More contrived than other books addressing the same concept; still, the familiar characters may help readers take the lesson...

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SIR CUMFERENCE AND THE OFF-THE-CHARTS DESSERT

A MATH ADVENTURE

From the Sir Cumference series

The latest in Neuschwander’s medieval mathematical series explores bar graphs and pie charts.

When the royal cook falls ill, Lady Di of Ameter and her husband, Sir Cumference, must not only judge the Harvest Faire sweet contest, but also find bakers to bake the confections. Luckily, their town boasts two bakers: Pia of Chartres and Bart Graf. But their desserts are so good the royal couple cannot choose one over the other. They instruct the pair to give away free samples of their top sellers and keep track of the townspeople’s votes. After several (repetitive) attempts at keeping track of votes fail, each comes up with a recording system that works. Bart makes piles of cookie molds—one for each vote—while Pia places a different colored sweetmeat around the edges of a pie crust. In the end, the two present their findings—a bar graph and a pie chart showing a tie for first—to the rulers, along with a new dessert they concocted together, a clear winner. Geehan’s acrylic illustrations play up the stereotypical medieval clothing and setting, both he and the author eschewing accuracy for the storyline.

More contrived than other books addressing the same concept; still, the familiar characters may help readers take the lesson to heart. (Math picture book. 6-10)

Pub Date: Aug. 1, 2013

ISBN: 978-1-57091-198-9

Page Count: 32

Publisher: Charlesbridge

Review Posted Online: June 15, 2013

Kirkus Reviews Issue: July 1, 2013

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A treasure house of mysteries large and small.

EVERYBODY COUNTS

A COUNTING STORY FROM 0 TO 7.5 BILLION

This Norwegian import is guaranteed to silence boastful Where’s Waldo grads.

It opens on a woodsy nature scene for zero, “No one,” before moving to a deceptively simple one (1) child in a bedroom who next joins his dad (2) for a forest outing. The count continues—by single digits to 30, then by various intervals to 1,000—on to depict crowd scenes in locales ranging from a library to a life drawing class, with many individualized figures (of diverse body type, skin tone, and hair texture and color) recurring. Inconspicuous captions below each picture offer either pointers to subtle visual cues or invitations to speculate about what they see. Of the 20 children in a classroom, for instance, “One of them is thinking about all the people who’ve lived before us. One of them has lost the class teddy bear. One of them is dreading football training. One of them will become prime minister.” Roskifte supplies some solutions, along with additional scenarios, at the close. She also gives viewers a bit of an assist by coloring in her small, doll-like humans throughout but leaving everything else as pale outlines. Switching at the end to a big blue marble floating in space, she rounds off the numbering with 7.5 billion followed by a barrage of leading questions, from what became of that lost teddy to lifelong posers, including the poignant “Does everyone share the same truth?”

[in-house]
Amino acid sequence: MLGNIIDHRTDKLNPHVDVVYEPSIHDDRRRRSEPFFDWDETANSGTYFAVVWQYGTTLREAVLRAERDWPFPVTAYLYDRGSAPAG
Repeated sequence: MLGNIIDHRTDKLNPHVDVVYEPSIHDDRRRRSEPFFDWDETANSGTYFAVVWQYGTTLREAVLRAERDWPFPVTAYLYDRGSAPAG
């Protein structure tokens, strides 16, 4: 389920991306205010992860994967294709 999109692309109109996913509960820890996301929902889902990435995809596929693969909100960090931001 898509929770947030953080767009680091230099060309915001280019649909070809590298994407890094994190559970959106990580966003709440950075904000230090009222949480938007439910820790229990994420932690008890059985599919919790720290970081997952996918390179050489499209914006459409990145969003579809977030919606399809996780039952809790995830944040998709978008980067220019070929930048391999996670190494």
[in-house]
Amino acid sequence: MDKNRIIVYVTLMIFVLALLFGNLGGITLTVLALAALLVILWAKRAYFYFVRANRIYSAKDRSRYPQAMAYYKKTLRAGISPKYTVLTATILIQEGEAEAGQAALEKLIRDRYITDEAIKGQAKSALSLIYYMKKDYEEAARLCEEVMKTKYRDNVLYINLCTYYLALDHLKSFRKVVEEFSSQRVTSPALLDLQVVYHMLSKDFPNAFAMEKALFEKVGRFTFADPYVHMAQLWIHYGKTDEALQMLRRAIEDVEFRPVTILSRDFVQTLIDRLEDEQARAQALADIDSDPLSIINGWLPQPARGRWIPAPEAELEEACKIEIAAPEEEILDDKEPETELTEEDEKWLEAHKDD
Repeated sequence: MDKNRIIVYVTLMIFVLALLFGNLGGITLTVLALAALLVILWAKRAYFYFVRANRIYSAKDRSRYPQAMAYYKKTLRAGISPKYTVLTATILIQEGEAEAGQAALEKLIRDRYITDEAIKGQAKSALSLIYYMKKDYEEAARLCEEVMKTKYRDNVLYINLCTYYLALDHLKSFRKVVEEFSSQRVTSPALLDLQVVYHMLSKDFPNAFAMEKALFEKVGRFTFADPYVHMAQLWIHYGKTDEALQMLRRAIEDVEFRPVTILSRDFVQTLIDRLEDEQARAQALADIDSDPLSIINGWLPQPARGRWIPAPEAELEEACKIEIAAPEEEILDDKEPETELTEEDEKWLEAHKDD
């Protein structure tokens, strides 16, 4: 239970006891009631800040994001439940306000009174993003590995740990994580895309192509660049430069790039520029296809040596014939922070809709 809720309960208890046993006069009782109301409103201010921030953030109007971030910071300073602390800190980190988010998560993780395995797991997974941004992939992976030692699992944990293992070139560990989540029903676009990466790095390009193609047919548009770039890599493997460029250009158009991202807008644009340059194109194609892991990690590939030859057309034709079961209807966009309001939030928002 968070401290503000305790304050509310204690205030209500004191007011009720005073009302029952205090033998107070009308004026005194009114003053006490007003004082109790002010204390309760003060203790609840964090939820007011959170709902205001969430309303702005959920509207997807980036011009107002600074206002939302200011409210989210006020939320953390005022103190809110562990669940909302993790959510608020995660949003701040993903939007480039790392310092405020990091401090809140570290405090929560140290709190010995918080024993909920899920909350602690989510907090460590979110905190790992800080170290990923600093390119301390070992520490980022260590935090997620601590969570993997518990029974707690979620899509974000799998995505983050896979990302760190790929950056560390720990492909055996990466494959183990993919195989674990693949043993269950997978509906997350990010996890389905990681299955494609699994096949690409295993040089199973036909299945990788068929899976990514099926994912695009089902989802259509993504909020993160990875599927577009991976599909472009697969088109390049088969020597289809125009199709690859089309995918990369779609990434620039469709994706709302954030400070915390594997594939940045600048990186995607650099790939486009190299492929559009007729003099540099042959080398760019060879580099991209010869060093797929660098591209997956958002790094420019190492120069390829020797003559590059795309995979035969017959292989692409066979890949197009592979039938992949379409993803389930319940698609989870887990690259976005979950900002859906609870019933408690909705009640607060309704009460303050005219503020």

A treasure house of mysteries large and small. (Picture book. 6-10)

Pub Date: Feb. 4, 2020

ISBN: 978-0-7112-4524-2

Page Count: 64

Publisher: Wide Eyed Editions

Review Posted Online: Dec. 8, 2019

Kirkus Reviews Issue: Jan. 1, 2020

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It breaks no new ground, but even the worms are smiling.

ONE LITTLE LOT

THE 1-2-3S OF AN URBAN GARDEN

One empty lot needs two helping hands, three days of cleanup, and so on to become a community garden “full of delicious!”

In, mostly, aerial or elevated views, Vidal’s bright, painted illustrations track the lot’s transformation from a (tidy-looking, admittedly) dumping ground behind a rusty chain-link fence. Echoing the multiethnic and multiracial nature of the group of neighbors who gather to do the work (white-presenting figures are in the minority), the eventual crops include bok choy, collard greens, and kittley along with beans, bell peppers, and cherry tomatoes—all of which end up incorporated in the climactic spread into a community dinner spread out on tables among the planting boxes. Typically of such garden-themed picture-book tributes, the spirit of community and joy at the eventual bounty elbow out any real acknowledgement of the necessary sweat equity (there’s not even a glancing reference to weeding here, for instance) or the sense of an entire season’s passing between planting and harvest. Also, as that public feast is created by considerably more than “Ten newfound friends,” the counting is just a conceit. Mullen closes with notes on the actual garden in Minneapolis that inspired her and on making gardens bee-friendly.

It breaks no new ground, but even the worms are smiling. (Picture book. 6-8)

Pub Date: March 3, 2020

ISBN: 978-1-58089-889-8

Page Count: 32

Publisher: Charlesbridge

Review Posted Online: Dec. 18, 2019

Kirkus Reviews Issue: Jan. 15, 2020

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